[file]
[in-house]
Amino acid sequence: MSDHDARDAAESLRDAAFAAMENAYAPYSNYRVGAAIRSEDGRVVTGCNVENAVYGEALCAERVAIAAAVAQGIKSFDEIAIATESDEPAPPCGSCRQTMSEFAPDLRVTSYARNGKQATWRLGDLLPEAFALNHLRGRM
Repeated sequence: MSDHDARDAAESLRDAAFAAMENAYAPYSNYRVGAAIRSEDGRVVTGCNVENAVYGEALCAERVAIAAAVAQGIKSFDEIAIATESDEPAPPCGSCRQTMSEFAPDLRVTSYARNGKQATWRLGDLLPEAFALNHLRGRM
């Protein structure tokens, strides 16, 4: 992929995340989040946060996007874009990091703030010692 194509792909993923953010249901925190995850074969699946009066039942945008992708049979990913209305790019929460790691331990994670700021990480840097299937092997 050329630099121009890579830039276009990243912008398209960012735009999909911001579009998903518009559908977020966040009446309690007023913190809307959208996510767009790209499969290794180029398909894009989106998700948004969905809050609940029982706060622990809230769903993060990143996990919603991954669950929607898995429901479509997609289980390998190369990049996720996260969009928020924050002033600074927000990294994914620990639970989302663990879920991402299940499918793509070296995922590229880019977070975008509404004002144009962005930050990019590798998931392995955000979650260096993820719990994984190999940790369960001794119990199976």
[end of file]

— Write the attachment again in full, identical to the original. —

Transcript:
[in-house]
Amino acid sequence: MSDHDARDAAESLRDAAFAAMENAYAPYSNYRVGAAIRSEDGRVVTGCNVENAVYGEALCAERVAIAAAVAQGIKSFDEIAIATESDEPAPPCGSCRQTMSEFAPDLRVTSYARNGKQATWRLGDLLPEAFALNHLRGRM
Repeated sequence: MSDHDARDAAESLRDAAFAAMENAYAPYSNYRVGAAIRSEDGRVVTGCNVENAVYGEALCAERVAIAAAVAQGIKSFDEIAIATESDEPAPPCGSCRQTMSEFAPDLRVTSYARNGKQATWRLGDLLPEAFALNHLRGRM
């Protein structure tokens, strides 16, 4: 992929995340989040946060996007874009990091703030010692 194509792909993923953010249901925190995850074969699946009066039942945008992708049979990913209305790019929460790691331990994670700021990480840097299937092997 050329630099121009890579830039276009990243912008398209960012735009999909911001579009998903518009559908977020966040009446309690007023913190809307959208996510767009790209499969290794180029398909894009989106998700948004969905809050609940029982706060622990809230769903993060990143996990919603991954669950929607898995429901479509997609289980390998190369990049996720996260969009928020924050002033600074927000990294994914620990639970989302663990879920991402299940499918793509070296995922590229880019977070975008509404004002144009962005930050990019590798998931392995955000979650260096993820719990994984190999940790369960001794119990199976």